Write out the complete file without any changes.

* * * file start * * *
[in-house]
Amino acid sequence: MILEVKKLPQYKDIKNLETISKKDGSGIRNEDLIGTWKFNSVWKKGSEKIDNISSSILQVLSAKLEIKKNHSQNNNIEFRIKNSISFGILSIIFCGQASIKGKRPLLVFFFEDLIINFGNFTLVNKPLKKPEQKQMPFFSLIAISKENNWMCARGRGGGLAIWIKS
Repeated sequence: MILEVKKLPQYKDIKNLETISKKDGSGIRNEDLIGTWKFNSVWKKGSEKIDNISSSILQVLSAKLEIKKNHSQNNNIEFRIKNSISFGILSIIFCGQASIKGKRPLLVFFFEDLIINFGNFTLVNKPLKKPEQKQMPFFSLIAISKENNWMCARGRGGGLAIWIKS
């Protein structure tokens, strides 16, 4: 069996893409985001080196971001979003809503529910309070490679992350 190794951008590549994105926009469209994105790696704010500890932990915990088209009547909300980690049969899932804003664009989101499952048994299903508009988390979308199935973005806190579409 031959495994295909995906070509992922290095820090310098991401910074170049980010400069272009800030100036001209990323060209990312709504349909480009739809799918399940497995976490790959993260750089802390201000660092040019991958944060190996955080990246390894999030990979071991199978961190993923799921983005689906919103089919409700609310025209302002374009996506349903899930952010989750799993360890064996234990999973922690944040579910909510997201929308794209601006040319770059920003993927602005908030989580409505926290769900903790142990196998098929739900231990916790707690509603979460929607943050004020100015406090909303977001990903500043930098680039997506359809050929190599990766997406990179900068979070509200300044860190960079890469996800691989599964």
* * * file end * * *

[in-house]
Amino acid sequence: MILEVKKLPQYKDIKNLETISKKDGSGIRNEDLIGTWKFNSVWKKGSEKIDNISSSILQVLSAKLEIKKNHSQNNNIEFRIKNSISFGILSIIFCGQASIKGKRPLLVFFFEDLIINFGNFTLVNKPLKKPEQKQMPFFSLIAISKENNWMCARGRGGGLAIWIKS
Repeated sequence: MILEVKKLPQYKDIKNLETISKKDGSGIRNEDLIGTWKFNSVWKKGSEKIDNISSSILQVLSAKLEIKKNHSQNNNIEFRIKNSISFGILSIIFCGQASIKGKRPLLVFFFEDLIINFGNFTLVNKPLKKPEQKQMPFFSLIAISKENNWMCARGRGGGLAIWIKS
């Protein structure tokens, strides 16, 4: 069996893409985001080196971001979003809503529910309070490679992350 190794951008590549994105926009469209994105790696704010500890932990915990088209009547909300980690049969899932804003664009989101499952048994299903508009988390979308199935973005806190579409 031959495994295909995906070509992922290095820090310098991401910074170049980010400069272009800030100036001209990323060209990312709504349909480009739809799918399940497995976490790959993260750089802390201000660092040019991958944060190996955080990246390894999030990979071991199978961190993923799921983005689906919103089919409700609310025209302002374009996506349903899930952010989750799993360890064996234990999973922690944040579910909510997201929308794209601006040319770059920003993927602005908030989580409505926290769900903790142990196998098929739900231990916790707690509603979460929607943050004020100015406090909303977001990903500043930098680039997506359809050929190599990766997406990179900068979070509200300044860190960079890469996800691989599964």